State Fire Marshal’s Office Announces 500th Life-Saving Alert With “Get Alarmed, Tennessee!”

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The Tennessee Department of Commerce and Insurance (TDCI) and the Tennessee State Fire Marshal’s Office (SFMO) proudly announce the 500th life-saving alert by a smoke alarm installed as part of the “Get Alarmed, Tennessee!” program.

Launched in 2012, “Get Alarmed” is an in-home fire safety education and smoke alarm installation program created to help reduce the risk of home fire deaths. Through this grant-funded program, the SFMO has partnered with Tennessee fire departments and volunteer organizations to install 10-year sealed battery smoke alarms for Tennessee residents.

To date, more than 306,277 smoke alarms have been distributed through “Get Alarmed” to Tennessee fire departments and over 265,000 have been installed.

As part of tracking the program’s effectiveness, Tennessee fire departments provide statistical information to the SFMO when a “Get Alarmed” smoke alarm alerts a resident to a fire.

The 500th alert occurred at a home fire on March 19, 2024, in Pigeon Forge that was verified by the Pigeon Forge Fire Department after the home’s occupant evacuated the structure.

“’Get Alarmed’ is helping fulfill Governor Lee’s vision for improving Tennessee communities by focusing on improving safety and reducing the loss of life through home fires,” said State Fire Marshal and TDCI Commissioner Carter Lawrence. “I heartily commend Tennessee’s fire service as well as state and local leaders who have been instrumental to this program’s ongoing success. I urge Tennessee residents who are in need of working smoke alarms to contact your local fire department and ask if they participate in ‘Get Alarmed Tennessee’ today.”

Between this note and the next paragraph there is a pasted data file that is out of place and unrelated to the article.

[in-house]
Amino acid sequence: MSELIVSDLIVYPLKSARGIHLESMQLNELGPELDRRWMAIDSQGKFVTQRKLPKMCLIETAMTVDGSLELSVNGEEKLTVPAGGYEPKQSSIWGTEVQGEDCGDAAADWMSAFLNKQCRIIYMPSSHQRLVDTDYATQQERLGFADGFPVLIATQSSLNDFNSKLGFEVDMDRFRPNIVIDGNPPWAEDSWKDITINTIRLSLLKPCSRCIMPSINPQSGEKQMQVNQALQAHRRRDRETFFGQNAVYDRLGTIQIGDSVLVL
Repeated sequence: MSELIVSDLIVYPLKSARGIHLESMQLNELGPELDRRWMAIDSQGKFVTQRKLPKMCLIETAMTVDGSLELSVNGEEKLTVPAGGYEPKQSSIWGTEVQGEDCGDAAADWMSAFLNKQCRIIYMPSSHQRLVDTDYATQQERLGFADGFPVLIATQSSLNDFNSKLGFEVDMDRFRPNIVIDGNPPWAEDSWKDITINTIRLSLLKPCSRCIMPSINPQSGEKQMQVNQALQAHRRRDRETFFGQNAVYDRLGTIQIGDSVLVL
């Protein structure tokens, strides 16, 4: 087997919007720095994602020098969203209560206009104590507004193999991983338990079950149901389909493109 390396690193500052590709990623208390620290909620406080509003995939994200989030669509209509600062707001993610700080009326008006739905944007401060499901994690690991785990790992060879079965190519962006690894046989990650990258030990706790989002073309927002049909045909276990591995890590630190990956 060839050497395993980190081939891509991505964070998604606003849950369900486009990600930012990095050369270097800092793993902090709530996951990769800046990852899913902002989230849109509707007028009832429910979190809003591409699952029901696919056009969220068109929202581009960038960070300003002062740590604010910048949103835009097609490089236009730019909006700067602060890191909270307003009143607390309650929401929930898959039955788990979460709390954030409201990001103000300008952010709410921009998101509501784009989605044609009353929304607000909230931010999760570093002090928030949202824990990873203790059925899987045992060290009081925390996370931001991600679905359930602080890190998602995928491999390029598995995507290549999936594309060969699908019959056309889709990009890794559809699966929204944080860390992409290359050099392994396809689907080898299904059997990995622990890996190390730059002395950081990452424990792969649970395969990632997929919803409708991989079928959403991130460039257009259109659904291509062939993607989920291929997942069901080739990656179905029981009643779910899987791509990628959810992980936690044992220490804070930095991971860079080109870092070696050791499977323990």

Working smoke alarms combined with fire safety education and other fire prevention methods have contributed to Tennessee improving its overall rate of fire fatalities.

According to a recent study by the University of Tennessee Municipal Technical Advisory Service, if the current level of participation in the “Get Alarmed” program is sustained, more than 50 lives will be saved in Tennessee each of the remaining years of this decade. Once ranked among the highest states in the country for its rate of unintentional civilian fire deaths, Tennessee’s fire death rate has decreased and will likely continue to decline, according to data collected from 2003-2022.

“This encouraging trend suggests that efforts by state and local fire officials to minimize fire fatalities have yielded results in the desired direction,” the study’s authors wrote.

“The 500th life-saving alert is a milestone for the ‘Get Alarmed’ program, our Department, and the entire State of Tennessee,” said interim Assistant Commissioner for Fire Prevention Marybeth Gribble. “By working with our local partners in the Tennessee fire service, this program has helped make Tennessee a national leader among our peers.”

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